(AFP) – Mar 8, 2008
TALLINN (AFP) — Music and the magic of celluloid may help warm icy ties between Estonia and Russia when a biopic on the late Estonian opera singer Georg Ots, idolised as a Soviet-era 'Sinatra', hits Russian cinemas this weekend.
"Russians over 50 know and love Georg Ots, an Estonian adored all over the Soviet Union. We all remember his beautiful voice," Svetlana Blinkova, a retired, 70-year-old Russian fashion magazine editor, told AFP.
"He was on the radio all the time," she recalls. "I have not been in cinemas for years, but I will definitely go to see the film."
The communist-era love story entitled "Georg" is set to the music of the baritone described as the Soviet Union's answer to American crooner Frank Sinatra.
The film came out in Estonia a few months ago. Its release in Russia to coincide with the wildly popular March 8 International Women's Day is no coincidence, notably at a time when opinion polls show many Russians see Estonia as an enemy.
The Baltic state has had at best tepid political relations with communist-era master Russia since the tiny 1.3 million-strong Estonia broke free from the crumbling Soviet Union in 1991, but they slumped to a low ebb last year.
Even Ots' fans like Blinkova, who lives in Moscow, "don't want to comment on politics," saying only: "People like me who have friends among Estonians like the country and the people."
At 2.1 million euros (three million dollars), the movie is the most expensive ever made in Estonia -- though financing came from both countries, as did the actors.
"It is jointly financed by the Estonia (42 percent) and Russia (41 percent) with the remaining 17 percent covered by a private Estonian film company and Finns," Marten Kross, one of the movie's producers, told AFP.
-- Ots was idolised as a Soviet-era 'Sinatra' --
Both he and director Peeter Simm hope the drama will be a box-office hit as well as a boost for Estonia´s standing among sceptical Russians.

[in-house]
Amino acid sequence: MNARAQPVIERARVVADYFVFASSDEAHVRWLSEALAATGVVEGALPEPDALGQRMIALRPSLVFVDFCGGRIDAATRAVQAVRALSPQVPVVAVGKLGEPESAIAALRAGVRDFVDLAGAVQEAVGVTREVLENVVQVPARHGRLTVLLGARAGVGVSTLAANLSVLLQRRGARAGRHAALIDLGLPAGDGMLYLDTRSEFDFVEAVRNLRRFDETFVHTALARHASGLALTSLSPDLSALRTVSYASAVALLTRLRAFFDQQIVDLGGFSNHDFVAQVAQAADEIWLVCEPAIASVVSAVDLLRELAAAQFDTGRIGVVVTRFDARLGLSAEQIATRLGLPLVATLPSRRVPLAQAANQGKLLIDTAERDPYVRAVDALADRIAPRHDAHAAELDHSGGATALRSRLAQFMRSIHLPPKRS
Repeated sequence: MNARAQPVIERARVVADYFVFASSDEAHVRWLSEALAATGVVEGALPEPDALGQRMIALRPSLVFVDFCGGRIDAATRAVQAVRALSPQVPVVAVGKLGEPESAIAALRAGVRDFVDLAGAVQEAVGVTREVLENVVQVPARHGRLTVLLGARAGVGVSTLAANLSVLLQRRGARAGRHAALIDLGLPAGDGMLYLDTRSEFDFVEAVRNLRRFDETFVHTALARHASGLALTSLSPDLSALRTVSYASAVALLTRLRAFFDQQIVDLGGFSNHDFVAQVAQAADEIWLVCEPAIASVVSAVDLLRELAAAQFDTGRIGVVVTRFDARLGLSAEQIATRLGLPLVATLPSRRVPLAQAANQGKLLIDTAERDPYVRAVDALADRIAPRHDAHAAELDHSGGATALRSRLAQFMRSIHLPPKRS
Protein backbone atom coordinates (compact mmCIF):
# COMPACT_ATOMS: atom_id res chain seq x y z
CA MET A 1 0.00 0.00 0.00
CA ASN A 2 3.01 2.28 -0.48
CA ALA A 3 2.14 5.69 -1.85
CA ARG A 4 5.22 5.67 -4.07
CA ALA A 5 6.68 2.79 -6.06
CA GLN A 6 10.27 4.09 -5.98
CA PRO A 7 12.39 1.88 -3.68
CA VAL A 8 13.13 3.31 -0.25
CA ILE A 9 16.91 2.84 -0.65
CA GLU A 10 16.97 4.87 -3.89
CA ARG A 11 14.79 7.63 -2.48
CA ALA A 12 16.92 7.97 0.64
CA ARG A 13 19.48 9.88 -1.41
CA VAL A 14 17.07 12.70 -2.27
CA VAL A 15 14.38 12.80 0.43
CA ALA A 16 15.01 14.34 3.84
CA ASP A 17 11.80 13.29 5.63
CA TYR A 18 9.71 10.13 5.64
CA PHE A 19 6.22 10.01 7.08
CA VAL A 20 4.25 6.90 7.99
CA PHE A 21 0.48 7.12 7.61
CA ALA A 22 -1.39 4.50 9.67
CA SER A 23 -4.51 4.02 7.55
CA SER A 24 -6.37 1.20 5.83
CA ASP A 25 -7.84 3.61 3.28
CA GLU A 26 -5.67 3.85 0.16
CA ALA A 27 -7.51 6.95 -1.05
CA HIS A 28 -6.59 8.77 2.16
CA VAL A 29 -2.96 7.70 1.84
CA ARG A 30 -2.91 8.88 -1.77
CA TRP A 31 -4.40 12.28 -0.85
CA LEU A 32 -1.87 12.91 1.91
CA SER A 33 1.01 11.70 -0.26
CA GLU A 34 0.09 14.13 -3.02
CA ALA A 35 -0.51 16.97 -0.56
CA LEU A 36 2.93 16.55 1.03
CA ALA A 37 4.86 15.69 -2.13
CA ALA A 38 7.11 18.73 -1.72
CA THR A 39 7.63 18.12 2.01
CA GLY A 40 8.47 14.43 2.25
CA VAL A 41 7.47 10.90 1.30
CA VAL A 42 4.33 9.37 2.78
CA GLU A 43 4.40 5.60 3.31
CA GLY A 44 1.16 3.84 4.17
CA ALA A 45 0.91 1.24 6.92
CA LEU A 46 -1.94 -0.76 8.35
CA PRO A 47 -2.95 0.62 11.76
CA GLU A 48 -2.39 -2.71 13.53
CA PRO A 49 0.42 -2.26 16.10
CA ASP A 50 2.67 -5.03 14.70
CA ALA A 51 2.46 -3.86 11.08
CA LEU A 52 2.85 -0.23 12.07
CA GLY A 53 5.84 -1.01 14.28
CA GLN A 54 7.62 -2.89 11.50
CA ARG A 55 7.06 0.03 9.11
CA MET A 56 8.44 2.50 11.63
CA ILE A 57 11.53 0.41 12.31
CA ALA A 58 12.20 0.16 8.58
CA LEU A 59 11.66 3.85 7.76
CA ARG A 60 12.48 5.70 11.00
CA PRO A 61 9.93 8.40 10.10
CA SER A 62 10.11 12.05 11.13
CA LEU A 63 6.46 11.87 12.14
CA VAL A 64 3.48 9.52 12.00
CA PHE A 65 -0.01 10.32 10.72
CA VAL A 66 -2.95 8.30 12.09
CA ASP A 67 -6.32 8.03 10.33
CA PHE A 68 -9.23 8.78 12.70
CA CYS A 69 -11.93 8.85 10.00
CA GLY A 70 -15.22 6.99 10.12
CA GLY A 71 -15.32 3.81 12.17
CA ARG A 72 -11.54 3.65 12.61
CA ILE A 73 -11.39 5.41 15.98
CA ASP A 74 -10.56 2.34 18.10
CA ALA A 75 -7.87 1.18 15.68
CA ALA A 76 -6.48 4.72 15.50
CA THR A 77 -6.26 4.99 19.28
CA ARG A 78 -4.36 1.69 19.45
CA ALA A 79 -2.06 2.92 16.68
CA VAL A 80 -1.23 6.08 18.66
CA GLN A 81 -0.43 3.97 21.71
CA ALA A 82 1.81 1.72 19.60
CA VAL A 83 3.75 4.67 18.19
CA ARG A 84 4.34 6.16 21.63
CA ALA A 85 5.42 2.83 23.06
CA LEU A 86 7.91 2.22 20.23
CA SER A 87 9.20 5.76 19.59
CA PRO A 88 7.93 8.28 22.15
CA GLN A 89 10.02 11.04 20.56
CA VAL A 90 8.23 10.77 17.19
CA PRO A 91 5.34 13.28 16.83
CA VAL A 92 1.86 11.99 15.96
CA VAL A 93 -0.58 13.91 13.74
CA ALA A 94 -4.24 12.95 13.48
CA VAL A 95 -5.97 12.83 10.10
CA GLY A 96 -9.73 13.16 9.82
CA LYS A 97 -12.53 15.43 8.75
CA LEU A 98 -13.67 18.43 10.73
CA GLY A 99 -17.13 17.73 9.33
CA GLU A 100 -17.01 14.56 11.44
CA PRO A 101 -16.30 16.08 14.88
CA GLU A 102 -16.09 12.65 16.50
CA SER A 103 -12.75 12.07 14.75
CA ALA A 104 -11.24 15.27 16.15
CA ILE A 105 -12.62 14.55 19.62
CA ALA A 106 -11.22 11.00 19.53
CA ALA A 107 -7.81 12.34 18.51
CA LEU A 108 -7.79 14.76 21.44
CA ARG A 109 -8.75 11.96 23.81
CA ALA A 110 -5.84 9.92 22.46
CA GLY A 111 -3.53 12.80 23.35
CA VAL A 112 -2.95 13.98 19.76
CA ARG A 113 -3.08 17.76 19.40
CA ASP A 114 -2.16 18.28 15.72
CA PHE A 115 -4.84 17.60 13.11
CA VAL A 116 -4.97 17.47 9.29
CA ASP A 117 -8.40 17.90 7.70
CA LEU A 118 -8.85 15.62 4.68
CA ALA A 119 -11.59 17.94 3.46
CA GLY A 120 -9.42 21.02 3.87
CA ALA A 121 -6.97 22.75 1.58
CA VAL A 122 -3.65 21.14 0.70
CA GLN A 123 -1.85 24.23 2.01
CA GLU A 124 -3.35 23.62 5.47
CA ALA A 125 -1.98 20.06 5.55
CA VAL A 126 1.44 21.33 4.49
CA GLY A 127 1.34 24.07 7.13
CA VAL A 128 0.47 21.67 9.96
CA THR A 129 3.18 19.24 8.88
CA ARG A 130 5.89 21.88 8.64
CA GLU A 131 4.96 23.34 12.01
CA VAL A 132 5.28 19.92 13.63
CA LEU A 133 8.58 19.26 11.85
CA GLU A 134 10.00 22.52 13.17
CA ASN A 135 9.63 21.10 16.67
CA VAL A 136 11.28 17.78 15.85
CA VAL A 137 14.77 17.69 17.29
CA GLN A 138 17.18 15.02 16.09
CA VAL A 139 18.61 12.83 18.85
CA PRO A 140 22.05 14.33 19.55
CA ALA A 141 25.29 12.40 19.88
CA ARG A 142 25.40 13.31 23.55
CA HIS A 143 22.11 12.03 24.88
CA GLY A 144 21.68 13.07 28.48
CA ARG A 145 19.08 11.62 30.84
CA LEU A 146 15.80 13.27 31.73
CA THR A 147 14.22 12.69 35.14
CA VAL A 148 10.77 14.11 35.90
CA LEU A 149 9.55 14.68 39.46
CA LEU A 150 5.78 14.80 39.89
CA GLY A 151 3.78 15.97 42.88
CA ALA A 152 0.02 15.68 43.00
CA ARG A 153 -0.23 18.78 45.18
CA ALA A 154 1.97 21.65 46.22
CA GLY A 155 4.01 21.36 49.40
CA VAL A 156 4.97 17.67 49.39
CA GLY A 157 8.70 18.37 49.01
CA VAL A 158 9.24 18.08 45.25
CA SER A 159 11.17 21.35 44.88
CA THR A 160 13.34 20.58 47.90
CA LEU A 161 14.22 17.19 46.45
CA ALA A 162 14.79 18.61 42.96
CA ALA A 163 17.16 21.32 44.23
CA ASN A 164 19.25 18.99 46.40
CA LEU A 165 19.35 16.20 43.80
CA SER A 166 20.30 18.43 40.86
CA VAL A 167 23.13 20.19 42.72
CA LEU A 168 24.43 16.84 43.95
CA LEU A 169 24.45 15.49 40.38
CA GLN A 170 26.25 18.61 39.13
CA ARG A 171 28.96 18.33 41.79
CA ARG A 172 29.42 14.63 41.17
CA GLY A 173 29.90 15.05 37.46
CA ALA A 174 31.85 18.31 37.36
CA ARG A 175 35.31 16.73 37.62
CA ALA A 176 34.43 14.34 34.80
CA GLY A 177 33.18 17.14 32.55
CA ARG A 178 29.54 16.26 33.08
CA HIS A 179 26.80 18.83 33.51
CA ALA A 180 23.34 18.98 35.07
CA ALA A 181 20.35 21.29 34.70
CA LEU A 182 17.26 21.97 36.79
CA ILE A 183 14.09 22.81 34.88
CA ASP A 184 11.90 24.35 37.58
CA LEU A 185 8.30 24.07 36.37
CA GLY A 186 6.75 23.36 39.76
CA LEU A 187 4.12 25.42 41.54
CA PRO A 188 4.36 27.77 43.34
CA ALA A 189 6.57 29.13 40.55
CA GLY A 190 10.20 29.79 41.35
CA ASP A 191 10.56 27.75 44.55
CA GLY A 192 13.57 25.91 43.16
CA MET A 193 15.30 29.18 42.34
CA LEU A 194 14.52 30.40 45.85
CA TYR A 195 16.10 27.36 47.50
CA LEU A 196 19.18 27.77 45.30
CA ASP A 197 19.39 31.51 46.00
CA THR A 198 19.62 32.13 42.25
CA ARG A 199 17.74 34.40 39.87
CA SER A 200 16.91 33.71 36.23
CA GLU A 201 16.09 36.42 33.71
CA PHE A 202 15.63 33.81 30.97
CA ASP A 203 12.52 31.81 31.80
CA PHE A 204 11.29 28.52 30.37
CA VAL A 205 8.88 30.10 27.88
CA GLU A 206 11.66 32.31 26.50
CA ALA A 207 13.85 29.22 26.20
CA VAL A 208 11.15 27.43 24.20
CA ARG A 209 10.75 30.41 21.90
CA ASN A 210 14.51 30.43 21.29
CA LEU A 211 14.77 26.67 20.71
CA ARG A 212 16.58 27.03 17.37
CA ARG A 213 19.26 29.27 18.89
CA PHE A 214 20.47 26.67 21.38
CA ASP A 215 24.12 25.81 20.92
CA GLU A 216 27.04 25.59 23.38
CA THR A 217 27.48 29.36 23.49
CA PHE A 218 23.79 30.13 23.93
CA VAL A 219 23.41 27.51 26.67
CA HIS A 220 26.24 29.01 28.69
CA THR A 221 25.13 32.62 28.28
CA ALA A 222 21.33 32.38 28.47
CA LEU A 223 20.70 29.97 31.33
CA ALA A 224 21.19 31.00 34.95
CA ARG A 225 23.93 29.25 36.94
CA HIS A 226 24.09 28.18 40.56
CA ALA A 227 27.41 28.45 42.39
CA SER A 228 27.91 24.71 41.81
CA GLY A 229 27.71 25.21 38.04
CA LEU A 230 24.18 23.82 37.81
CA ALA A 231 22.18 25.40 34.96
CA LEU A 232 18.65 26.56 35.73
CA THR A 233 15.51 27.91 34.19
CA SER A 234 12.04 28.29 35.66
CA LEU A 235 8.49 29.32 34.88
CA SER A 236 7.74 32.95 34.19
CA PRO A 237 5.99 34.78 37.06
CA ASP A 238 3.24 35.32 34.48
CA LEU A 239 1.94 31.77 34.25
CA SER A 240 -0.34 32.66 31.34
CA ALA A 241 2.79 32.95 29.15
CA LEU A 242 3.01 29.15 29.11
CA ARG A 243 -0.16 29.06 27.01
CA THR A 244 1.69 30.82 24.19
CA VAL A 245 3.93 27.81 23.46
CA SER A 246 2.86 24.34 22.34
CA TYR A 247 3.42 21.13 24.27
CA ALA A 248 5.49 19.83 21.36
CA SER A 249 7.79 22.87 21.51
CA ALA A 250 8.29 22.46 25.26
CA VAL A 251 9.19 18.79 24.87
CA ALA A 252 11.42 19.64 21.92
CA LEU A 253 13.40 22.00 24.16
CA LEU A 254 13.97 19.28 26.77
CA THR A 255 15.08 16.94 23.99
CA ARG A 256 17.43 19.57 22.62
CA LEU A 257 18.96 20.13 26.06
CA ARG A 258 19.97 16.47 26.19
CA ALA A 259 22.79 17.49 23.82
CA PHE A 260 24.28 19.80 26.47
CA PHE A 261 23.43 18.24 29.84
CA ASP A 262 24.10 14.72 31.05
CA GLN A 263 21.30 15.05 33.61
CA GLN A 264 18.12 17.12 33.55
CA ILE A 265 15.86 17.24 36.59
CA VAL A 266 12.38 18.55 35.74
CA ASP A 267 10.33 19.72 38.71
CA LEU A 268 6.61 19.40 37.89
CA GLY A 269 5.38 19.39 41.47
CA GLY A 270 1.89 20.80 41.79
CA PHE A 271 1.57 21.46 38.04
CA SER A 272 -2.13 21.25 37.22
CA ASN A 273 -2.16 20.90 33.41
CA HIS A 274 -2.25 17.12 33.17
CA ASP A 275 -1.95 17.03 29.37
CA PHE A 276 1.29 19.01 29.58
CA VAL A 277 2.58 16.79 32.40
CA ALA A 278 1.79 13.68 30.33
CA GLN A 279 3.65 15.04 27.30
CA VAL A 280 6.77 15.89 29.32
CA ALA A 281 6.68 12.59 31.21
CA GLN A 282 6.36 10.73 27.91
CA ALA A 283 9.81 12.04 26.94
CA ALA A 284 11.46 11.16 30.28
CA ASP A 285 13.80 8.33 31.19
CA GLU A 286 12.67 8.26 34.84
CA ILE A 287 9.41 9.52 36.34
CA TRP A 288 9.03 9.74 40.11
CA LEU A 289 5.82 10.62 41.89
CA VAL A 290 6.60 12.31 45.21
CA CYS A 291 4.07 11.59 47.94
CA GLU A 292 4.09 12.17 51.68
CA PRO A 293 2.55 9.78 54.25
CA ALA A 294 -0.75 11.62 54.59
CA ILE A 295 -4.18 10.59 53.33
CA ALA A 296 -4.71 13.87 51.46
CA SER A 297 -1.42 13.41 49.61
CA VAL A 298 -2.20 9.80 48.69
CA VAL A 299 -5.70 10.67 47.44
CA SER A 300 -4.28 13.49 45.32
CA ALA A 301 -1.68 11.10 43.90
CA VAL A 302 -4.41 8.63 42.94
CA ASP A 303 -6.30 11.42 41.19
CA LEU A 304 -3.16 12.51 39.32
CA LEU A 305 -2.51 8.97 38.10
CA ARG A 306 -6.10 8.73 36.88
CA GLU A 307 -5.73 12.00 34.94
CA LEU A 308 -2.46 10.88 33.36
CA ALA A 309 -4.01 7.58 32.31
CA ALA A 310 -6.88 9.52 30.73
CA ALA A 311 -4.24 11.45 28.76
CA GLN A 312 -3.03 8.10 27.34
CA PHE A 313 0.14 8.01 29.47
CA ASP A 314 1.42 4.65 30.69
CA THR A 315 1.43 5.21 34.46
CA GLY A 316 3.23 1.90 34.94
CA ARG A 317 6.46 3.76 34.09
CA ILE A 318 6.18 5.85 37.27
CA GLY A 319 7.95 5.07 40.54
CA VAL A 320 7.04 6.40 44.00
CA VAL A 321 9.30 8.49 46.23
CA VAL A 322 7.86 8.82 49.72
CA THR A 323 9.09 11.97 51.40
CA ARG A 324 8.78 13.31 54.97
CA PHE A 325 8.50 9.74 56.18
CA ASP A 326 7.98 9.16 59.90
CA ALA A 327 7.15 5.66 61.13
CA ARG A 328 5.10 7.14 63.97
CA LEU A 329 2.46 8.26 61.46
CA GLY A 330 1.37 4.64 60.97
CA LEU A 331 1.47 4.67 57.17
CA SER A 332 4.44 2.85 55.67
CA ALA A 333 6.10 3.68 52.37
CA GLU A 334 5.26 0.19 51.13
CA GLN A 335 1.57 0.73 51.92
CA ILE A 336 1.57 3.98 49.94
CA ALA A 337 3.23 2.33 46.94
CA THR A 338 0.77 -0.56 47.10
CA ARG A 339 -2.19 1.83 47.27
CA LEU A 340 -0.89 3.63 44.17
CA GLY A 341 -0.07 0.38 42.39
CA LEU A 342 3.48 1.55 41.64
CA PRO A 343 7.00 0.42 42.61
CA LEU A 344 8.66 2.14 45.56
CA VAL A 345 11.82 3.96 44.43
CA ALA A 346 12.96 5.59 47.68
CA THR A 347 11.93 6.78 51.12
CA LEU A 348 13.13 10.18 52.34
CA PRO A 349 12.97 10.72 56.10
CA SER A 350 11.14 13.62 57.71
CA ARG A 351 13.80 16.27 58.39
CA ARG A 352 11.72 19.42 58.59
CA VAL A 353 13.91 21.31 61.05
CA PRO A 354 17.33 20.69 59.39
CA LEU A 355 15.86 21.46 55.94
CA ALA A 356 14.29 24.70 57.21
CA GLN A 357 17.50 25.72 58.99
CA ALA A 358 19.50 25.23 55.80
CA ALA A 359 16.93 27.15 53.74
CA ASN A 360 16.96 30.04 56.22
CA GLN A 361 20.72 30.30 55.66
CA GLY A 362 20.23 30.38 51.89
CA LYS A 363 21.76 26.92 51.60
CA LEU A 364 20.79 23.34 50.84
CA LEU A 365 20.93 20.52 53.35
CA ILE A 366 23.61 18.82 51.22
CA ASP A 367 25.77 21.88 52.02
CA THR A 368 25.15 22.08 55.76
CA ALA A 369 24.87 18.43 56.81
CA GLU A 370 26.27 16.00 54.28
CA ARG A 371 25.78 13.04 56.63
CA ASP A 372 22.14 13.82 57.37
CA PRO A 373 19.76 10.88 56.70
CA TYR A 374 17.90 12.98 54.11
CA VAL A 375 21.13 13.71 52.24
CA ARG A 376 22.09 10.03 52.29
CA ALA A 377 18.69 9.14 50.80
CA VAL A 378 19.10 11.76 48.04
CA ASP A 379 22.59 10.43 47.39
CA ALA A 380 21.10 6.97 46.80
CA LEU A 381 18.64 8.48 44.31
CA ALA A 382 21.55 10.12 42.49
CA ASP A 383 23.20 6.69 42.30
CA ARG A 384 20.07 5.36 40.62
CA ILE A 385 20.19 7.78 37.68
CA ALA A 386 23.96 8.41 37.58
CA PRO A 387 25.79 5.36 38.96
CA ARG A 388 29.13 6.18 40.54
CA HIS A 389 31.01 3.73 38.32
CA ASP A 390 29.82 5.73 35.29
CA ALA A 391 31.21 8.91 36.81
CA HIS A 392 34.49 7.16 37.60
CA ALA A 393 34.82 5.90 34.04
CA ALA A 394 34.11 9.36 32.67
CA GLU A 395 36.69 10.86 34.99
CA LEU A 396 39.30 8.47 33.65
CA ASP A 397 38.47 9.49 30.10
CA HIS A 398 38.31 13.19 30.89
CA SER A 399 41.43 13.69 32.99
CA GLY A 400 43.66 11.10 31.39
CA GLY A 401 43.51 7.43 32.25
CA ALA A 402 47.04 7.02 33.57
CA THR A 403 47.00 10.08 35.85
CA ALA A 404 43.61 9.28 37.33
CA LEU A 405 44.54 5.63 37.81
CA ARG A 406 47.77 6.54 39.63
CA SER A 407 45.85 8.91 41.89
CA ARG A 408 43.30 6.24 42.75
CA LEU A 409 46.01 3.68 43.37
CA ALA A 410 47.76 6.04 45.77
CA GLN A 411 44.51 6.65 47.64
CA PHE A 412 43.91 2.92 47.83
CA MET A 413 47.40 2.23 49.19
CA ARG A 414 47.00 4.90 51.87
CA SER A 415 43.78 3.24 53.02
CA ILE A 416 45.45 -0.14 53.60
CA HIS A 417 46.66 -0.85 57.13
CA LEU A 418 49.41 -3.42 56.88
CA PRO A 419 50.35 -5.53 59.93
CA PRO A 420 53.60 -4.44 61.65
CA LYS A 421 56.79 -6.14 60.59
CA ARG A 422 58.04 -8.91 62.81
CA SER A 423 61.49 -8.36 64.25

"We hope the film about an Estonian who for decades was one of the most beloved opera singers in the Soviet Union will improve the image of Estonia in eyes of Russians," Simm told AFP. "But it's easier to break something than to fix it."
Ots is played by 39 year-old Estonian actor Marko Matvere, starring opposite Russian actress Anastasia Makeyeva, 26, who portrays the singer's second wife.
His story is both a reminder of his people's complex relationship with Soviet-era master, Russia, and a mini history lesson. It shows some of the hard choices Estonians had to make under Soviet rule. One of the film's most evil figures is a KGB officer, who threatens to persecute Ots' family if he does not obey orders.
Born in 1920, shortly after Estonia won independence as the tsarist empire fell apart, Ots served as a young man in the Estonian armed forces, and during World War II was forced to join the Soviet Red Army or face prison.
His career bloomed after Estonia was reoccupied by the Soviet Union at the end of the war. He became a household name both there and in Finland, where his CDs are still in the top 50 album sales. Suffering from cancer, Ots died in 1975 aged 55.
The film's Russian release comes after bilateral ties plunged to their lowest last year when Estonian authorities shifted a Soviet-era war memorial from central Tallinn to a military cemetery.
The move sparked riots by youth from Estonia's sizable Russian-speaking minority and, at the same time, Estonia was hit by cyber-attacks on state institutions and a slump in trade, which is mainly with Russia.
Estonian prosecutors alleged the incidents had been partly planned in Russia, where many saw the statue's relocation as an affront, but the Kremlin denied any involvement.
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